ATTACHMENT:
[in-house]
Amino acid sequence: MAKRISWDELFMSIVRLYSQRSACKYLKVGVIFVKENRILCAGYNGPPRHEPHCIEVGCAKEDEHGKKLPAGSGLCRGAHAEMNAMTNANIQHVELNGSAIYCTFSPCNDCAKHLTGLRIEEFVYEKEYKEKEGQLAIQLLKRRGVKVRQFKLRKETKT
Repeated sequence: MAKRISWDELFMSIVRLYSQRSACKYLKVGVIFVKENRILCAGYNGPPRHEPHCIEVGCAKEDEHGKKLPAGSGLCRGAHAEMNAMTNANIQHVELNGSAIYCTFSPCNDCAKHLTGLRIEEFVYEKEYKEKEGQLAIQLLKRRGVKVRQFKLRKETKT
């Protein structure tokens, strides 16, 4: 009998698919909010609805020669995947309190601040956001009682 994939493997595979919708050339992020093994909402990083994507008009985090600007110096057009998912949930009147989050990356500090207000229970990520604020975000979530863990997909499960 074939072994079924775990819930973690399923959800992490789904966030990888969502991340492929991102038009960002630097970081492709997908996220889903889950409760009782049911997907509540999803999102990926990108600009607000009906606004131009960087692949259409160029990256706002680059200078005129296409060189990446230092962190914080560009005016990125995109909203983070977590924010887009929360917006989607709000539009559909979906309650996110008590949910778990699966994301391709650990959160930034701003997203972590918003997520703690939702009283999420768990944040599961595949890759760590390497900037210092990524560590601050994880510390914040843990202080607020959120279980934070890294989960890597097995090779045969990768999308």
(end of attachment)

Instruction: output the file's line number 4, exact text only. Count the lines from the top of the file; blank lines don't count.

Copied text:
């Protein structure tokens, strides 16, 4: 009998698919909010609805020669995947309190601040956001009682 994939493997595979919708050339992020093994909402990083994507008009985090600007110096057009998912949930009147989050990356500090207000229970990520604020975000979530863990997909499960 074939072994079924775990819930973690399923959800992490789904966030990888969502991340492929991102038009960002630097970081492709997908996220889903889950409760009782049911997907509540999803999102990926990108600009607000009906606004131009960087692949259409160029990256706002680059200078005129296409060189990446230092962190914080560009005016990125995109909203983070977590924010887009929360917006989607709000539009559909979906309650996110008590949910778990699966994301391709650990959160930034701003997203972590918003997520703690939702009283999420768990944040599961595949890759760590390497900037210092990524560590601050994880510390914040843990202080607020959120279980934070890294989960890597097995090779045969990768999308």